15 Simple Hacks for a Cheap Night Out in Japan

Apr 16, 2019


Are you looking for a fun way to spend your evening in Japan? Are you someone who enjoys a night out? Japan is one of the best places in the world to have a wild night out without breaking the bank! Here is a quick list of 15 tips on enjoying a good night out at an affordable price, whether you are a student, resident or if you are just on holiday.

 

Nightlife in Japan is very varied

 

1. Preventing a Hangover for a Cheap Night Out in Japan

Before starting a night out, the first pit stop should be your local konbini (convenience store) or yakkyoku, drug store. This is where you’ll be able to pick up a bottle of Ukon-no-Chikara or Hepalyse. As mysterious as these names sound, they are key to not feeling hungover the next morning! If you’re a tourist, you’ll want to be feeling fresh for another day of exploring. If you work here and are having a nomikai with friends or colleagues, you’ll also want to be fresh enough to face the next day!

 

These turmeric/ginger/liver extract drinks cost less than 250 yen. Find them often either right by the checkout or at the very back of the kombini near the other energy drinks and medicines. The trick is to drink one before you start drinking alcohol, and if you remember, drink another one just before you go to sleep at the end of the night.

 

Ginger and turmeric are the primary ingredients in the hangover prevention drinks

 

2. Buying Convenience Store Beers

While you’re at the kombini, this is the best place to get some cheap drinks with no sacrifice in quality. For a relaxed night of beers, most convenience stores offer full selections of Japanese brand beers like Asahi, Sapporo, Kirin and Ebisu, but also more local or craft beers, and often foreign brands too. These are available in tall and regular sizes and can cost as little as 150 yen!

 

 

3. Know the Difference Between Beer and Happoshu

One thing to be aware of (although the taste does not differ that much for the untrained palate!), is the difference between true beers like the ones mentioned above and happoshu, which is a low-malt alternative to beer. As happoshu is taxed differently to conventional beers, they are often cheaper, so if you like the general taste of beer, this is a good option! Popular brands include Nodokoshi, Kirin Green Label, and Asahi. Look out for the small 発泡酒 (happoshu) kanji. Many of these are actually also less calorific, which can only be a good thing.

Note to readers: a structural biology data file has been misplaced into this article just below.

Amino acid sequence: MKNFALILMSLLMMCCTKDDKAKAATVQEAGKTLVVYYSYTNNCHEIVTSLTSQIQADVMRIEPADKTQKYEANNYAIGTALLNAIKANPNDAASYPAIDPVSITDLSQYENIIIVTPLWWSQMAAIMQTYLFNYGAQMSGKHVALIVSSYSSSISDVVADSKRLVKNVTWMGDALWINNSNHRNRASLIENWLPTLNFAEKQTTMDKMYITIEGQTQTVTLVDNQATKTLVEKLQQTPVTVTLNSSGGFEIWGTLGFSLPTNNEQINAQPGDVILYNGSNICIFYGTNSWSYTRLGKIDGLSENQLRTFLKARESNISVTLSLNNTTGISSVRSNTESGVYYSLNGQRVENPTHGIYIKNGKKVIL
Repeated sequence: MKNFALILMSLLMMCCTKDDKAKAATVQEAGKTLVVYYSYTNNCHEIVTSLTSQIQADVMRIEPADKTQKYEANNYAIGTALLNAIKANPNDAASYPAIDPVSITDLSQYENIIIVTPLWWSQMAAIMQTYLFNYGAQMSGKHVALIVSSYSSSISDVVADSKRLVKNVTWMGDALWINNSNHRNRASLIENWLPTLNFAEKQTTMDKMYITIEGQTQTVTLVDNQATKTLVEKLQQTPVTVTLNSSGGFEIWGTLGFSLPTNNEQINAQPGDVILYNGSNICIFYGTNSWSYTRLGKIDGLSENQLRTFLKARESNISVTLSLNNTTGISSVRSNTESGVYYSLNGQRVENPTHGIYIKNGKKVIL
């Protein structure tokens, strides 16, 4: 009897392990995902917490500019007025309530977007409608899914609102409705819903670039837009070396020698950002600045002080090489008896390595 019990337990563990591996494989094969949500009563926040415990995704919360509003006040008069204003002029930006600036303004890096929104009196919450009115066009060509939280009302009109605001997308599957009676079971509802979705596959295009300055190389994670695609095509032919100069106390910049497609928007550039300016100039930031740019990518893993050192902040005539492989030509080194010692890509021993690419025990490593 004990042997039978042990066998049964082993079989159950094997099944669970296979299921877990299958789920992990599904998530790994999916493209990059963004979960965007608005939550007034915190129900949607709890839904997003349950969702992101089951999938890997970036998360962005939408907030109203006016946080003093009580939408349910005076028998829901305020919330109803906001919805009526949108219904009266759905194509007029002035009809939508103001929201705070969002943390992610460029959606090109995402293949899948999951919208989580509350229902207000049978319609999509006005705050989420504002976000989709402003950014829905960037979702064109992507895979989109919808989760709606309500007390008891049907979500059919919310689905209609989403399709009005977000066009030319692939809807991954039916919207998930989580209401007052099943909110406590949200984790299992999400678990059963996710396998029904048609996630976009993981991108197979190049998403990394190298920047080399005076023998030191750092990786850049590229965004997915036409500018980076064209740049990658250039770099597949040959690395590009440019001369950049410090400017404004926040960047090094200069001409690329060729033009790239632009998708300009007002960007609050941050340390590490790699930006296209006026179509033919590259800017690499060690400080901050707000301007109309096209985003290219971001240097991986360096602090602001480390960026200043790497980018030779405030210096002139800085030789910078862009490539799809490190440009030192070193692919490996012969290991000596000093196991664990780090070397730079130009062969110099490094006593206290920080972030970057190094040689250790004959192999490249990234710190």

For those wanting something other than beer, look for the equally cheap and perhaps more fun chuhais or pre-mixed highballs, available in myriad flavors, with limited editions depending on the season.

 

4. Buy Alcohol from Supermarkets or Bulk Stores

Wine and heavier liquors like whiskey, vodka, gin, or Japanese umeshu plum wine, shochu, and rice wine sake, can also be bought at kombinis, but the cheapest option of all is to buy these from a supermarket. Bulk stores like Gyomu Super sell branded alcohol for a fraction of the price. If you are lucky enough to be situated near the megastore Don Quixote, you’ll find branded spirits here for much cheaper too, perfect for drinks at your own home or in your hotel.

 

 

5. Drink Outside!

In the warmer months (or winter too, if you dare!), a lovely idea is to buy drinks from a convenience store or supermarket and head to the nearest riverbank or park to enjoy them. You’ll have much more space than being crowded in someone’s apartment, and will likely have the freedom to make a little more noise. Unlike many countries around the world, drinking in public is completely legal in Japan, as long as you are not causing a commotion or being too loud. Be sure to not be a nuisance, especially later at night or around families. Drinking in these areas is, of course, free of charge, and with the correct company, can last you all night!